ActiveRecord Costume Store
For this morning's todo, you'll be creating the following tables: 'costumes','costume_stores', and 'haunted_houses'. You'll be creating the following classes:
costumes table will have four columns:
- image url
costume_stores table will have seven columns:
- number of costumes, or "costume inventory"
- number of employees
- whether or not it's still in business
- opening time
- closing time
haunted_houses table will have eight columns:
- whether they're family friendly or not
- opening date
- closing date
- long description
Before coding out the creation of these tables, read about ActiveRecord below:
ActiveRecord is magic. Well, not really. But it does build out a bunch of methods for you. For instance, when it's used properly it will give you access to methods such as
find_by. Rejoice! Never again will you have to manually build out these methods!
ActiveRecord allows you to create a database that interacts with your class with only a few lines of code. These lines of code go to creating a model, which resides in the
app/models folder, and a migration, which resides in the
The model inherits from
ActiveRecord::Base while the migration inherits from
ActiveRecord::Migration. Many migrations these days have a
change method, but you might also see migrations with an
up and a
down method instead. To use ActiveRecord, you have to stick to some specific naming conventions: while the migrations are plural, the models are singular.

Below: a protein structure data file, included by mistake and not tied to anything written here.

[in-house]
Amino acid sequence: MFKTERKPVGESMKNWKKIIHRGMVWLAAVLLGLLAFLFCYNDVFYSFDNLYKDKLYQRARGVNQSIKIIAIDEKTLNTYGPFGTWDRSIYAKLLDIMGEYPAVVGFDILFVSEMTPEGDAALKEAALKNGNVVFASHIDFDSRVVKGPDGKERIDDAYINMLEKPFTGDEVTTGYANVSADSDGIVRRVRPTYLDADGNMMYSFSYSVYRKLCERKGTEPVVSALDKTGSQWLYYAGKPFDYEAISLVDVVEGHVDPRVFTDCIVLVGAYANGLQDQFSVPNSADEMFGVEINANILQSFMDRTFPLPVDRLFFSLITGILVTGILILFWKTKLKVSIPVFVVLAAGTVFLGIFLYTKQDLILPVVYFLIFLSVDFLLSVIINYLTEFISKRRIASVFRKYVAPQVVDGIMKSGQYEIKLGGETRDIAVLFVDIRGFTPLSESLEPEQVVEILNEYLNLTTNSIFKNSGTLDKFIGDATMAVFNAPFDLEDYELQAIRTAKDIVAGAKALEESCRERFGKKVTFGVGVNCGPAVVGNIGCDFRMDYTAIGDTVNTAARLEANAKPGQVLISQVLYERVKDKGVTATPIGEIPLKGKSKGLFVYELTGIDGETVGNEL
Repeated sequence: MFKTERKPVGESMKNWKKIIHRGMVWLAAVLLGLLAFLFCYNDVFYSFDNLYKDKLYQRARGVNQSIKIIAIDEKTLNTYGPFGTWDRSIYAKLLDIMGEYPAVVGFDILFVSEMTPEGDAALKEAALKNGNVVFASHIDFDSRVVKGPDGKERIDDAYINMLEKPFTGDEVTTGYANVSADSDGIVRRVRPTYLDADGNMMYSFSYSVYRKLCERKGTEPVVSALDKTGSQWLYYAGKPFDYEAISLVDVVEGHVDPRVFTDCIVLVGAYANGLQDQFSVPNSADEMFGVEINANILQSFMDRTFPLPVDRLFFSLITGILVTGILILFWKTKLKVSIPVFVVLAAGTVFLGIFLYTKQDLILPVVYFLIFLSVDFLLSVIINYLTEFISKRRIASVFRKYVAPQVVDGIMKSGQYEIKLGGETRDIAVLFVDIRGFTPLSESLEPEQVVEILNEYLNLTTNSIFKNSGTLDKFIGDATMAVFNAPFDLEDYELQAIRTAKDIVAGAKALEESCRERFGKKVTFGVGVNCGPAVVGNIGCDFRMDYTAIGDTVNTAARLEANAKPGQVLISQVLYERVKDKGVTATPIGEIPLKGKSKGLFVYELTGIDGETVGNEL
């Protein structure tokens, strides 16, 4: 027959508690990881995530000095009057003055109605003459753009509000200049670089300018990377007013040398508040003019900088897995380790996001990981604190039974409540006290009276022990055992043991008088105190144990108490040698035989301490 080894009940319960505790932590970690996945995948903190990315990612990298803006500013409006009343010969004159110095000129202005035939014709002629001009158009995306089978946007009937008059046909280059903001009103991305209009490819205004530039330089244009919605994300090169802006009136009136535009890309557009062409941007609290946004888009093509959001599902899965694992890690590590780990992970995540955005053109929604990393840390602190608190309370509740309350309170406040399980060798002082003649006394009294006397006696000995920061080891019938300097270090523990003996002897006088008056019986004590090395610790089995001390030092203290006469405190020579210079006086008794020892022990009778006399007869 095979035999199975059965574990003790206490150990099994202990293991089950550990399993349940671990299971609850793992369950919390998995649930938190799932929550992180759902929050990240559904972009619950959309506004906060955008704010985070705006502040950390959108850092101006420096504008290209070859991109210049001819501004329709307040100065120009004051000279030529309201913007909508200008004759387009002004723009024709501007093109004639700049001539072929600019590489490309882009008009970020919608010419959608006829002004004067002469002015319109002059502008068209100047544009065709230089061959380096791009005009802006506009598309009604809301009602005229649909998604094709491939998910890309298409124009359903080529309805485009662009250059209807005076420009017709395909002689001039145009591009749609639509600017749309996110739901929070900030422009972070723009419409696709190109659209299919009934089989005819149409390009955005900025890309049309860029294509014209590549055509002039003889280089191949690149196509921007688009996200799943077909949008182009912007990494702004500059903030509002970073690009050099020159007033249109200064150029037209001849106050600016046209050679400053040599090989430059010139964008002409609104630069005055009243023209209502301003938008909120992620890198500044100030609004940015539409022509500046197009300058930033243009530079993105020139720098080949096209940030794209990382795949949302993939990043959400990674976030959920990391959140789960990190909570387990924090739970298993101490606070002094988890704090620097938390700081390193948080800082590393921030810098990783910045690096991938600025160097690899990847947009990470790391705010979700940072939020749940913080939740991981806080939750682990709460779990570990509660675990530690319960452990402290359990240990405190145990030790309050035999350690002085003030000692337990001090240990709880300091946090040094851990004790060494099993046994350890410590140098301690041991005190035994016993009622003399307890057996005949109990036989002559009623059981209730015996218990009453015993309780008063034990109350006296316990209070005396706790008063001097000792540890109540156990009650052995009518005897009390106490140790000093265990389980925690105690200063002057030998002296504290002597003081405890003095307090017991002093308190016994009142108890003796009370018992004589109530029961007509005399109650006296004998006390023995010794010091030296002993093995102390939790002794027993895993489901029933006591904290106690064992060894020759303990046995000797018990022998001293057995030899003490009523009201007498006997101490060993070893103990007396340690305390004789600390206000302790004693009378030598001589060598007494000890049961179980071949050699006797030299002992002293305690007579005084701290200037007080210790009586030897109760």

To start, the class names in the migration files must match their file names. For instance, a class in the migration file called
20141013204115_create_candies.rb must be named
CreateCandies while a class in a migration file called
20130915204319_add_addresses_to_houses.rb must be called AddAddressesToHouses.
You might notice that in both the examples above, the numbers at the front of the file name were ignored. These numbers are in the form
YYYYMMDDHHMMSS. Later on, these timestamps will become important as Rails uses them to determine which migration should be run and in what order. For instance, if you made a table called
dog_walkers and then added a column to it called
rating, that would be fine as the timestamp on the table creation would be before adding a column to it. However, if you did this in reverse order, that is adding a column to a table that doesn't exist then creating the table, you would get an error.
Migrations, as it was mentioned before, inherit from ActiveRecord::Migration and usually have a method called